If you were to focus on one right now, I suggest AWS as it seems to be the most popular one to use and I see it in job posting far more often than Google Cloud Platform. Academind has some excellent AWS videos among other topics related to web development. His video on deploying a Laravel Project to Elastic Beanstalk on AWS was amazingly helpful to me. Furthermore, AWS itself has a YouTube channel which is very helpful. They have videos on launching a WordPress site to Amazon Lightsail.
5. SSL Certificates
In today’s web development age SSL certificates are a must. Google is now using them in part of their algorithm when they rank sites in search results, and I believe they are even starting to penalize sites that don’t have them. Generally speaking, I never build a website without an SSL certificate.
You will need to learn how to install and manage SSL certificates on servers. I wish I could give you more information on this however the installation and management of an SSL certificate varies by hosting provider. Just don’t bother with a self-signed SSL certificate.
There are a couple things to note, however. SSL certificates usually have an extra fee associated with them, but this is starting to become less common. GoDaddy still charges for SSL certificates, however they are included at no extra cost if you use AWS. I believe the same goes for Google Cloud Platform, but don’t quote me on that.
6. HTML & CSS
Let’s say you are comfortable navigating WordPress and doing some basic image editing. However, if you really don’t like how something looks on your WordPress site, then it’s time to learn HTML & CSS. I’m not going to dwell on this one because the reality is that it is an absolutely basic skill you need to have if you want any chance of getting work in web development at all. Frankly it’s not very difficult either to get the basics down.
For the real beginners out there think about it this way:
- HTML allows you to display content and organize it
- CSS allows you to decide how it gets displayed on a screen (layouts, colors, etc.)
HTML & CSS are used virtually everywhere in web development, so it is imperative you learn them. There are tons of YouTube videos and resources out there to get you started or to advance your understanding. Codecademy is what I used in conjunction with YouTube.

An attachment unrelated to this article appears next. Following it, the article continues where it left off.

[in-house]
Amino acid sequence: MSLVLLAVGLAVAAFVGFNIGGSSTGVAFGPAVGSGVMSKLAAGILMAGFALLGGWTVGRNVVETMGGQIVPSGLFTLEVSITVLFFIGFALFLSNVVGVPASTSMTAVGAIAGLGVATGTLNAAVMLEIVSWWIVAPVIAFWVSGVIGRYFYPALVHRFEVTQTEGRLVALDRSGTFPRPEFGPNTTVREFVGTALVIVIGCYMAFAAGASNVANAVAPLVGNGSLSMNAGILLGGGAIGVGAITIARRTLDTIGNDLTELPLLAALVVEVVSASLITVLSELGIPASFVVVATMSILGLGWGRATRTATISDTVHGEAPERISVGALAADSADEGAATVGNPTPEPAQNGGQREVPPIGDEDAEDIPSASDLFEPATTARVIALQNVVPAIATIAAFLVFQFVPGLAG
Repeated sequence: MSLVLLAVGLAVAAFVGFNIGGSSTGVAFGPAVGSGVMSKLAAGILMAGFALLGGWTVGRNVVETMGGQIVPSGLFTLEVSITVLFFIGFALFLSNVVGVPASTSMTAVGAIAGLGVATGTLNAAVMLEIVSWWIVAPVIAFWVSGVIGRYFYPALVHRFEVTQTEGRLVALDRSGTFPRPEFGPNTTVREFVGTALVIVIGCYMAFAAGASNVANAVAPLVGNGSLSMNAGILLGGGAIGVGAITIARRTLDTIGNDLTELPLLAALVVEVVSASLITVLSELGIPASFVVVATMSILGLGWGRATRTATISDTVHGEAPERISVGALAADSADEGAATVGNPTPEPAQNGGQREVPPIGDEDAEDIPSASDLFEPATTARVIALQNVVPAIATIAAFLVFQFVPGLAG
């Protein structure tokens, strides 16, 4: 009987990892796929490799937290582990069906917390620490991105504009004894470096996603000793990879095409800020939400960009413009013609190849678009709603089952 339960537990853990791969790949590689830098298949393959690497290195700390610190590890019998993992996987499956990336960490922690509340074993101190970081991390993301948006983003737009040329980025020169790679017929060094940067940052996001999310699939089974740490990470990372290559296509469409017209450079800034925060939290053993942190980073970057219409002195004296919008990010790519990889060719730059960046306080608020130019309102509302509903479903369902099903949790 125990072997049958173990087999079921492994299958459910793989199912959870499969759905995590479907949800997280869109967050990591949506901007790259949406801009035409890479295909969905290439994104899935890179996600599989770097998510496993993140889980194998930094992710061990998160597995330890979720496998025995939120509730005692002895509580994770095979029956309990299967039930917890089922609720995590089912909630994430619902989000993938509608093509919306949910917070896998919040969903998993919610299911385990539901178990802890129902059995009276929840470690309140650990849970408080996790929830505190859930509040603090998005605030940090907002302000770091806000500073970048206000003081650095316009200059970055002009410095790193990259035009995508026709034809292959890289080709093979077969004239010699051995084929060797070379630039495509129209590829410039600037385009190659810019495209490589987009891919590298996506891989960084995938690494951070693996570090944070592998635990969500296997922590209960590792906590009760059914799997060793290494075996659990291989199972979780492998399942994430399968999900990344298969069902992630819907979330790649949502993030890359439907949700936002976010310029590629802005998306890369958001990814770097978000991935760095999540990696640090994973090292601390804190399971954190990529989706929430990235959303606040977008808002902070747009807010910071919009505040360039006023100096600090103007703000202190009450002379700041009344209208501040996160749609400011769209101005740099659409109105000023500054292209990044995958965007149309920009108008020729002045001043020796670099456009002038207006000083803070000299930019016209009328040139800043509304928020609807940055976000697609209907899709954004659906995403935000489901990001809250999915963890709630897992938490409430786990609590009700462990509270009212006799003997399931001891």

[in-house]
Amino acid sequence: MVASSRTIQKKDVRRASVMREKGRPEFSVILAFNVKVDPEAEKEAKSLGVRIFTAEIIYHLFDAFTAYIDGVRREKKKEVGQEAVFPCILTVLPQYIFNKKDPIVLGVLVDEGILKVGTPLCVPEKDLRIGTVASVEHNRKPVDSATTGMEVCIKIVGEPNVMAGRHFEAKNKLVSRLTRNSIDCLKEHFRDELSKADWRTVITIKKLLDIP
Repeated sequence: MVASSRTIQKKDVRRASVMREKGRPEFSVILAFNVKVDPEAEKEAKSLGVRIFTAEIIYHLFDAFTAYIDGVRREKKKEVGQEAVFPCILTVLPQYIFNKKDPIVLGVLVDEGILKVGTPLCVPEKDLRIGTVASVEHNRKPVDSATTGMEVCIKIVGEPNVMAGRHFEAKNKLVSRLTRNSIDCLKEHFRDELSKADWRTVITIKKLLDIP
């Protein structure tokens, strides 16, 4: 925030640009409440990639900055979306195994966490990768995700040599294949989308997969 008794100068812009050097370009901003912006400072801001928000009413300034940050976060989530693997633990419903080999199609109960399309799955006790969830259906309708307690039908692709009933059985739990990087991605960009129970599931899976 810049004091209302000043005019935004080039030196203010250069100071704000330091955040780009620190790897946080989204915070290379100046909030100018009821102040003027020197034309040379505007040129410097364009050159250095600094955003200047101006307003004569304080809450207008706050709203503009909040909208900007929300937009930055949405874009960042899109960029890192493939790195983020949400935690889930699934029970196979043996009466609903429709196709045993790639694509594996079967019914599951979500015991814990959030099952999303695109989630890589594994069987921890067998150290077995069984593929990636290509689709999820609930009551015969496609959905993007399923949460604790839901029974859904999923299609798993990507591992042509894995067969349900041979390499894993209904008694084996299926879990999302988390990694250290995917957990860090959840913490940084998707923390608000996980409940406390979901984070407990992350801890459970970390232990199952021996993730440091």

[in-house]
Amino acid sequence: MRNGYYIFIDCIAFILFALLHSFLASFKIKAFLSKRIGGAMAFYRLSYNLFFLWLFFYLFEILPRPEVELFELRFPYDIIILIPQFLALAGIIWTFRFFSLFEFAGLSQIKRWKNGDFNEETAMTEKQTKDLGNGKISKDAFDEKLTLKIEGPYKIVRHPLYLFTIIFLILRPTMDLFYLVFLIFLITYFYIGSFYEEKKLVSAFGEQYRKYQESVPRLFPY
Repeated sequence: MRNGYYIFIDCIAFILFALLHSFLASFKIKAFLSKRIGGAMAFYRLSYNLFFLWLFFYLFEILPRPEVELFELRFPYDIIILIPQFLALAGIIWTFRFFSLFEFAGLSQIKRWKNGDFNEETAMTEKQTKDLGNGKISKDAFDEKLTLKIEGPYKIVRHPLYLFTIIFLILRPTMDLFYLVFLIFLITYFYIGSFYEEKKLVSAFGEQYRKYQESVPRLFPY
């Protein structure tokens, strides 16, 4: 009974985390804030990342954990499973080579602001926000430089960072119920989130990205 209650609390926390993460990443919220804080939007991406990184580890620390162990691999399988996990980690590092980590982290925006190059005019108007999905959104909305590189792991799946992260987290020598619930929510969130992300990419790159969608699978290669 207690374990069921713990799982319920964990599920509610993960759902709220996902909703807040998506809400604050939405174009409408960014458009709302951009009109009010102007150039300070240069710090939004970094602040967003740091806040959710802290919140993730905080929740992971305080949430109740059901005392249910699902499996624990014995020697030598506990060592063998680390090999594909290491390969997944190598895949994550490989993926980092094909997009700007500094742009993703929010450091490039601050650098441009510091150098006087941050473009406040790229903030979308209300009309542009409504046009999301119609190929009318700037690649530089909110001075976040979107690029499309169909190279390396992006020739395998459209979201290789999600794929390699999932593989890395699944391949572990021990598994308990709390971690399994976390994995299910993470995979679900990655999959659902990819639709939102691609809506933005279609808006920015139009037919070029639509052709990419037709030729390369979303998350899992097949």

Lastly, I’ll leave you with my very first HTML and CSS project. A simple one-page project made to look like a whole site using only HTML & CSS
- You can start to build real projects to see how the pieces fit together
- And there are tons of resources available if you’re stuck.
PHP is still used widely and there are many sites and frameworks out there built on PHP. WordPress itself is built on PHP and I don’t see WordPress going anywhere anytime soon. There are many jobs out there too that specifically require skills in PHP and PHP frameworks for web developers.
Laravel PHP Framework
Assuming you have already learned some coding basics, then once again I suggest using a framework to learn PHP. Laravel is one of the most popular PHP frameworks out there and I see it mentioned in job postings quite regularly. Traversy Media has a great series called “Laravel From Scratch”. He walks you through from start to finish on how to build a CRUD (create, read, update, delete) application – or simply put, a blog.
If you haven’t figured it out by now, I really like Traversy Media’s YouTube channel and I strongly suggest you subscribe to it regardless of your skill as a web developer.
9. Command Line Interface (CLI)
Learning the basics of the CLI will become extremely valuable and improve your workflow. If you are working with frameworks like Laravel or Meteor, you will be starting to work in the CLI. I don’t think you will have much of a choice.